Justin Scripps is an audit manager at Sensiba San Filippo and works extensively with clients in construction, manufacturing and distribution. He is an expert in the components associated with construction accounting at various stages of the production process. Contact him at 408-286-7780 or at email@example.com.
If you are a general contractor, the odds are you will require the services of an outside accountant from time to time.
At first glance, it can be difficult to tell the difference between the certified public accountants (CPAs) out there. They list the same services, have the same credentials and they all claim to work with companies like yours. But do they all deliver the same value? Is one CPA as good as the next? How can you tell if you are truly getting the best value from your service provider?
Delivering value to a general contractor requires more than just technical expertise, understanding percentage-of-completion accounting and tax codes. Delivering value requires someone who takes the time to understand the complete picture of a business, its financial situation and the challenges it faces each day. Just as vital as the relationship between general contractors and subcontractors, a strong relationship with your CPA is the foundation of a valuable relationship.
1. What should general contractors expect from an accountant?
First and foremost, a contractor should expect an accountant to look out for their best interests. That means proactively identifying opportunities and avoiding potential issues. An accountant that looks only as far as the services requested is not doing clients any favors. A trusted advisor is not an order taker. The right advisor will listen to what clients say, what the industry is saying and offer solutions that are creative and proactive.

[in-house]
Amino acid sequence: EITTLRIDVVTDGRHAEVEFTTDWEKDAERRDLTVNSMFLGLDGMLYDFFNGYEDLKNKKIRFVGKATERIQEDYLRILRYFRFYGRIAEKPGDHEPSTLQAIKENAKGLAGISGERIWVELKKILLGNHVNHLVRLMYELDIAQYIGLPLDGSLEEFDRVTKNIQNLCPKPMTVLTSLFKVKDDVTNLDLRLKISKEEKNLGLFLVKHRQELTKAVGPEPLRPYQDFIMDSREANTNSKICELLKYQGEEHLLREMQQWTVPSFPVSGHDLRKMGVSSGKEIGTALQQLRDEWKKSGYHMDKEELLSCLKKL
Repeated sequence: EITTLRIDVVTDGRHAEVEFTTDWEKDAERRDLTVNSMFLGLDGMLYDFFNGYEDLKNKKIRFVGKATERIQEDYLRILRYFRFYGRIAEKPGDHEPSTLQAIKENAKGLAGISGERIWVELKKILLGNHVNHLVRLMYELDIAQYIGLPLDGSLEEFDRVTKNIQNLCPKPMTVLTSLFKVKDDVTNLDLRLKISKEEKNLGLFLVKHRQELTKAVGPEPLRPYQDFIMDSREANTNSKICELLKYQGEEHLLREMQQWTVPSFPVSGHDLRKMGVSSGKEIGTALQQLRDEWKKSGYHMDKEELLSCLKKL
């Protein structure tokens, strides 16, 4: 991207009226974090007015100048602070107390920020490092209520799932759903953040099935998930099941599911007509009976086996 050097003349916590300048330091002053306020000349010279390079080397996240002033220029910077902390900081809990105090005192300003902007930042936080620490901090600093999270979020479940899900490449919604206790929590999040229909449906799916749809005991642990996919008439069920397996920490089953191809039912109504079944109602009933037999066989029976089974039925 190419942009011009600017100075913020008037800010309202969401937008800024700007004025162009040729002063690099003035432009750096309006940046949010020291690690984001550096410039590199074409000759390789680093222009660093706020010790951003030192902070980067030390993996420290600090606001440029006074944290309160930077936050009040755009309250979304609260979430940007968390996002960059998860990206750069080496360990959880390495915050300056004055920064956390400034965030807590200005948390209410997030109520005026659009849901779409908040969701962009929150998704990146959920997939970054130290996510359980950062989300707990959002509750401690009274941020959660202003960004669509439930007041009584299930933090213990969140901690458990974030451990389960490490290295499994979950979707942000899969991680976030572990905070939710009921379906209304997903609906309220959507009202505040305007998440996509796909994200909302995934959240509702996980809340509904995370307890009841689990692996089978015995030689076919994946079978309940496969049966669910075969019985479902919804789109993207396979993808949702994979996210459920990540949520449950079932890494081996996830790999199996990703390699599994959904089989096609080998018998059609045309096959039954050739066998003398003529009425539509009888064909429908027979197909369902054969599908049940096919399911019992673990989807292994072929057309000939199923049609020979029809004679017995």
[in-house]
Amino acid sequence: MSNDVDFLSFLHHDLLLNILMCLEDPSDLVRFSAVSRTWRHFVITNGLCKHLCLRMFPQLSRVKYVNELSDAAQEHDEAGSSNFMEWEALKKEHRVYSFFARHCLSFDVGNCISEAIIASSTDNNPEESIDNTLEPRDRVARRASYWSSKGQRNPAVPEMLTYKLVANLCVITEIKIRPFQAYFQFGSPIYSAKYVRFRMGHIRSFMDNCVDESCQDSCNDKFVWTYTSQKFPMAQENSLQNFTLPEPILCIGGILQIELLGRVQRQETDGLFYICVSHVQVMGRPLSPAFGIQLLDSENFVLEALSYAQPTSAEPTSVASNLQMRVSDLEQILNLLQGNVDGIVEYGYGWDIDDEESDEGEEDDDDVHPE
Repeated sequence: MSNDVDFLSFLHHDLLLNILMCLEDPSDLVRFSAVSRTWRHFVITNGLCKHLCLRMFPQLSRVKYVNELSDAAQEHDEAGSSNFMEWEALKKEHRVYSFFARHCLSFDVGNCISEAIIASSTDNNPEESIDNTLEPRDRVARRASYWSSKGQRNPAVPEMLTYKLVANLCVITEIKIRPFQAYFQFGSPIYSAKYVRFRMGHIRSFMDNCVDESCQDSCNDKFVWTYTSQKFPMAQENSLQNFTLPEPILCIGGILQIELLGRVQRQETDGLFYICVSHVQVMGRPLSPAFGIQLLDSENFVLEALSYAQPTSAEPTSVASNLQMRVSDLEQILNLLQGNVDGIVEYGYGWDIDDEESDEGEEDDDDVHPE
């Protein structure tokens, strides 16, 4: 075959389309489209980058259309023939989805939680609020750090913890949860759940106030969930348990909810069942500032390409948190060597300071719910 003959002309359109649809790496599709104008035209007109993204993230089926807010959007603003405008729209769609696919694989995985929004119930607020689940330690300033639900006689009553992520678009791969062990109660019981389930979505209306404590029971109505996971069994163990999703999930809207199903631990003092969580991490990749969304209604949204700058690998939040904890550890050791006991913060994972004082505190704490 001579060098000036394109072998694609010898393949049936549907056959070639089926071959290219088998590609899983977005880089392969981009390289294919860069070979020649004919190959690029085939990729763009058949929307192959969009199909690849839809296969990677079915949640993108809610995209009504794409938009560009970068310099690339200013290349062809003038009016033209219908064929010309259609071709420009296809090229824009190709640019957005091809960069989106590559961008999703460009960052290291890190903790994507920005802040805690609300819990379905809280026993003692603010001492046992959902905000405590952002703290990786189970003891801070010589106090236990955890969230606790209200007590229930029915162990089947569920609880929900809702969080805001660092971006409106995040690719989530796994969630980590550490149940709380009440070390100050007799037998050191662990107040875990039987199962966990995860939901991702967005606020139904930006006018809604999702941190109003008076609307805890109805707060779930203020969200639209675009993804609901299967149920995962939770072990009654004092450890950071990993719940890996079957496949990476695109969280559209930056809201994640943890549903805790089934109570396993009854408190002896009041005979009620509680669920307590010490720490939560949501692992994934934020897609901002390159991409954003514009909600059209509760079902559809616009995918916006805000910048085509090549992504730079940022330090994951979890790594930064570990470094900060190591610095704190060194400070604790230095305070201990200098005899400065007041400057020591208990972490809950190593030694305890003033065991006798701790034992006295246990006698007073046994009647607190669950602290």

An accountant should understand the business inside and out and be forward thinking in identifying exposure to risks or implications of key business decisions. These decisions could have ripple effects outside the business as well, affecting personal or family finances, so it’s important for clients to be well informed of the situation.
Clients should expect their accountant to have construction industry expertise. There are many nuances specific to the industry and missing out on significant tax incentives and keen financial reporting could disadvantage a client in the marketplace. An accountant with true construction-specific knowledge will know what lenders and bonding companies look for and will advise accordingly.
This becomes especially important as accounting standards change, such as with the Financial Accounting Standards Board’s (FASB) Accounting Standards Update (ASU) 2014-09, “Revenue from Contracts with Customers.” While the general method of recognizing revenue over the life of a contract will not change under this new standard, there are other considerations and measurements involving judgment that a client must consider. There are also expanded footnote disclosure requirements that should be noted.